Set strategies and deadlines to complete the first tier review comfortably and with adequate resources at hand. With document reviews, it is absolutely necessary to avoid last-hour rushes.
Form a full understanding of the underlying facts of the case, the issues including questions of facts and law, and the nature of potential and present discovery requests.
Create a ‘case memo’ including a synopsis of the case and issues that need to be addressed.
Create a review strategy and a brief review manual that can be referred back in case the project goes collaborative and others need to be involved.
Separate all “Pleadings” properly tag them and establish parent-child relationships. Create a brief procedural history of the case to follow as a guide for finding documents and relevant content.
Index all relevant discovery requests, responses, objections, orders and potential documents that may be called for discovery
Create an inside and outside counsel list with contact details. Assign ownership of documents and include the information on notes with relevant documents as to the people who know most about those documents.
Do not wait until you finish the entire process to begin Quality Control. Document review processes today often extend to thousands of documents. The QC must start as soon as the primary sorting of documents is finished and should continue parallel with the rest of the review process.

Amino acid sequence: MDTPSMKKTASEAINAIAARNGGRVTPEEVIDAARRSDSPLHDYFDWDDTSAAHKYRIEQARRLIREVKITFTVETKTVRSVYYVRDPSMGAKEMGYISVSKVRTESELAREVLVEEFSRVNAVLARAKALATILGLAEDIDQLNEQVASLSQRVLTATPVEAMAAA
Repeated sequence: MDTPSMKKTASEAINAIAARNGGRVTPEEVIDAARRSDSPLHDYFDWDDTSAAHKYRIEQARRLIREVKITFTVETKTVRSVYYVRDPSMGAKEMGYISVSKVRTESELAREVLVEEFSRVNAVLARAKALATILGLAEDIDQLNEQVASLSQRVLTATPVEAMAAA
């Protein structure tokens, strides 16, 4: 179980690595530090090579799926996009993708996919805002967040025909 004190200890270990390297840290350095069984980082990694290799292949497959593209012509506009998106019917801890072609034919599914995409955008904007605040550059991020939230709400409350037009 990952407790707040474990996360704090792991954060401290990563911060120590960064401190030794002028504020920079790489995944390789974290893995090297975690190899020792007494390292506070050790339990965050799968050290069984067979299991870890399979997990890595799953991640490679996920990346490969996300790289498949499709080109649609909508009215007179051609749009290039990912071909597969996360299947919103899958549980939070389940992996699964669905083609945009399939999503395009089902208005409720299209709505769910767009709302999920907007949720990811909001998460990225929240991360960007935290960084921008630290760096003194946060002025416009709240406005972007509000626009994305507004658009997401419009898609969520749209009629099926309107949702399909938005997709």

It is important to check twice all documents that are tagged as “responsive” and “not privileged” because this is the area where the greatest numbers of errors occur.
Prepare a ‘privilege log’ and substantiate the legality of withholding each document marked as privileged. The privilege log needs to contain sufficient information to identify documents and the rationale for withholding them.
Create a ‘project journal’ so that if the document review is called into question you have sufficient and ready data to rely on. The project journal should contain – introduction, mention of all case materials, all project related questions and answers, timeframe and delivery schedules, error rates and QC methods adopted, privilege log and all redaction efforts.
By approaching the document review professionally, and by using the tools made available by IT, it is possible to carry out proper document review. Traditional and unsystematic methods can end in catastrophe, even affecting the license of an attorney.
As has already been established in Qualcomm Inc v. Broadcom Corp. 2008 WL 66932 (S.D. Calif. Jan. 7, 2008), attorneys now incur a significant personal liability when failing to produce documents responsive to a discovery request. The key to avoiding such situations are in creating a comprehensive document review strategy, both at personal levels and in collaborative efforts.